Yeah everyone just disregard this comment as it is entirely false. Just graduated from the IMD MBA and I can assure you this is absolute nonsense. I was accepted to a number of top programs and selected IMD. I had one of the most rewarding years of my life at IMD and I had the chance to study with some of the most accomplished people I have ever met. I learned as much out of the classroom as I did in the classroom. I had 4 offers from top tier firms prior to graduating and my classmates landed incredible positions all over the world. The professors and staff are incredible, especially the departing program director. Joining IMD and studying under Ralf was one of the best decisions of my life.

    Yan, I will not detail your history and motives and I will not name the school that employs you out of respect for everyone else that works there but there is one clear top school in Switzerland and that is IMD.

  • yan

    It is very hard to bring the IMD MBA back after the severe damage caused by the former program director. in a course of 4 years, the number of applications went down from 600 to 200, many prominent professors left the school, many great staff left, ranking down every year.. grads struggle in the job market.. many companies are no longer come to campus..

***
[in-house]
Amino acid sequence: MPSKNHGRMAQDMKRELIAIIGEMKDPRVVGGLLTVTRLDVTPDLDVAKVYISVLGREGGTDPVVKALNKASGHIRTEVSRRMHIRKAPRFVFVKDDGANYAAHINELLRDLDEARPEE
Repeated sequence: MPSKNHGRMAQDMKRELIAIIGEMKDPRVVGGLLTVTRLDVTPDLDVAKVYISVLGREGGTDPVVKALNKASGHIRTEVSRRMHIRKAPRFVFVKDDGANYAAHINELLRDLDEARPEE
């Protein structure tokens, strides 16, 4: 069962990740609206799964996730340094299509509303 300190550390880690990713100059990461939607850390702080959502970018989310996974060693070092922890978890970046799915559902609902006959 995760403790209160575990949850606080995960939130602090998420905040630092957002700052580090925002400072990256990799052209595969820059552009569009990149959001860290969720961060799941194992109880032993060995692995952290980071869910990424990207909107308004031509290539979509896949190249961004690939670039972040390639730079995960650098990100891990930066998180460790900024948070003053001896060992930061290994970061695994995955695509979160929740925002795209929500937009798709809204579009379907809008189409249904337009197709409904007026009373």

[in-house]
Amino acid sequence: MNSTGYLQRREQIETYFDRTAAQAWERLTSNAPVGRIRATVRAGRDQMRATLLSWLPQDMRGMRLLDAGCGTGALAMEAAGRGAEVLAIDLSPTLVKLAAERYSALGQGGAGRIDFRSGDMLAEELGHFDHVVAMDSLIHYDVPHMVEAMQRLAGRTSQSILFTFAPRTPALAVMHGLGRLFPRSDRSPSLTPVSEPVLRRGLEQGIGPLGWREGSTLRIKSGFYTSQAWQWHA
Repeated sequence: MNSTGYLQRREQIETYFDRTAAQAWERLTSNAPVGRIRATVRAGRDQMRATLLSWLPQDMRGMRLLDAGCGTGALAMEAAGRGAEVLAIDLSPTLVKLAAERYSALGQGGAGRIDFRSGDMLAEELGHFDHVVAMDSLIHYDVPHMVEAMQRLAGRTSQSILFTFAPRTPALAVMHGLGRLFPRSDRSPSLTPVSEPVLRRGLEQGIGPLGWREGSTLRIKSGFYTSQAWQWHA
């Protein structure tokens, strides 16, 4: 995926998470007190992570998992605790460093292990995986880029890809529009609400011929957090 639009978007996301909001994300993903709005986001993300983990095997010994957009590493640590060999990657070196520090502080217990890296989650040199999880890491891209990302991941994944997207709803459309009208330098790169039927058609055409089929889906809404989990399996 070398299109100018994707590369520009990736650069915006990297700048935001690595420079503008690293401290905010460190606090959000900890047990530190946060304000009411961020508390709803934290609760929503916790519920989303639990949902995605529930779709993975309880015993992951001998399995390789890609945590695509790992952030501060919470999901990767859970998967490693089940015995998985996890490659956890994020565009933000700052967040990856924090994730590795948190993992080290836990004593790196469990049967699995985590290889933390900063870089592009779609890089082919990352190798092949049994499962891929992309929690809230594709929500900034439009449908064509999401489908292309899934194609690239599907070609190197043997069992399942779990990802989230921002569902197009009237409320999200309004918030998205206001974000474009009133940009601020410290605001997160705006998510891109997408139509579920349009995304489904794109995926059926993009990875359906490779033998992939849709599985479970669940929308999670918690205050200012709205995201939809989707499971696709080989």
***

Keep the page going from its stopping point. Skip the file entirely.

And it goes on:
• Interested Observer

    IMD’s learning environment is certainly great. It is also not that which is depicted in the photo. BTW – more like nestled on the shores of Lac Leman (Geneva), not the Swiss mountains. Too hasty P&Q…

  • MBAObserver

    I was reading elsewhere that there would be two deans, Sean and Knut Haanaes. Just looked up Knut and he is the former Global Head of BCG‘s Strategy Consulting Practice. Maybe something to add to the article